Posts Tagged ‘cursed’

Getting out of Midian

This is not our destiny!

Midian is not our destiny!

There is a powerful story in Scripture about Moses running to the land of Midian. It happens after he kills an Egyptian who had abused one of his Hebrew brethren (Ex. 2:11-15). In this circumstance Moses expresses a common feeling… what most of us feel in the midst of injustice.

In verse 12 it states the problem… “He looked this way and then that; when he realized there was no one in sight, he killed the Egyptian and buried him in the sand”. The spirit of strife arose inside of Moses to such a degree that it blinded his heart… forsaking the command of God in regards to murder.

Choices are the fruit of a heart’s focus!

Raised an Egyptian and coming to grips with the Hebrew heartbeat was like standing in an intersection and not knowing which way to turn. Moses’ wrong choice released the confusion that resided in his heart and created an enormous backlash among his brethren. The next day he went out to find two Hebrew men fighting. He spoke to the man who started it: “Why are you hitting your neighbor?” The man shot back: “Who do you think you are, telling us what to do? Are you going to kill me the way you killed that Egyptian?” Then Moses panics… “oh no, word’s gotten out; people know about this”. Secrets are often difficult to shake free from. Pharaoh hears about it and tries to kill Moses, but Moses gets away to the land of Midian. He sits down by a well with his confusion and there receives the call to be the “hand” of deliverance for God’s people (Ex. 3:1-4).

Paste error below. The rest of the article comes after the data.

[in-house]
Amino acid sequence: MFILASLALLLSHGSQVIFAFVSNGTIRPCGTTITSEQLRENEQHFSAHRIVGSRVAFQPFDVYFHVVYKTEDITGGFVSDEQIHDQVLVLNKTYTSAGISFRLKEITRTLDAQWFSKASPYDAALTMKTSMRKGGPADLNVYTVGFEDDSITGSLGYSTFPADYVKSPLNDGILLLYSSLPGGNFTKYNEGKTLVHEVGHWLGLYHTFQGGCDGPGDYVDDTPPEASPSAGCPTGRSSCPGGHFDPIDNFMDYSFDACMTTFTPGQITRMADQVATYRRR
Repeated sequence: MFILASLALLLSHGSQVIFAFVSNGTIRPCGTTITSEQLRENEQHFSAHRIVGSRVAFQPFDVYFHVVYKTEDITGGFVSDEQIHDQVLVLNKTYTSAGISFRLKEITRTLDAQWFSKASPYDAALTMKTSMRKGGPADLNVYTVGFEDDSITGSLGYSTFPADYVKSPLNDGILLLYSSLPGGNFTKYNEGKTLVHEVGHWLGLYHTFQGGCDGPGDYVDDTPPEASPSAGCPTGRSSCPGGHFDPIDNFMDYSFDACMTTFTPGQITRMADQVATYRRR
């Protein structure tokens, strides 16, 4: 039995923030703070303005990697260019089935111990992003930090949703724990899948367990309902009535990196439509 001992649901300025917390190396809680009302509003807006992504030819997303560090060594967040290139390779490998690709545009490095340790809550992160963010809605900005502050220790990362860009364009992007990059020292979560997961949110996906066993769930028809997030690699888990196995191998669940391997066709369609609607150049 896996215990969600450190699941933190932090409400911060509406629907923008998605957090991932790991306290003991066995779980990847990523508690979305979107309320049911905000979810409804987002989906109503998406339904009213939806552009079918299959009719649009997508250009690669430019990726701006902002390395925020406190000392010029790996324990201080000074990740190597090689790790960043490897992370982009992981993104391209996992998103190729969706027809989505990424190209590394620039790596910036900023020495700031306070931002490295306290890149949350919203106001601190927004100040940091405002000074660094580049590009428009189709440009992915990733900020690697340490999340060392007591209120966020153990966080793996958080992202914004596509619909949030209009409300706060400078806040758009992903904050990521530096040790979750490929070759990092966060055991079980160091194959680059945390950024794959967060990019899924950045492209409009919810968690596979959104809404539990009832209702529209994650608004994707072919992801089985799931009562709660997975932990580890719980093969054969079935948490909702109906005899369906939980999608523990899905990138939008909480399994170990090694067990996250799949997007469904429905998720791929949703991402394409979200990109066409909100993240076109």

Midian is not the place Moses chose to go…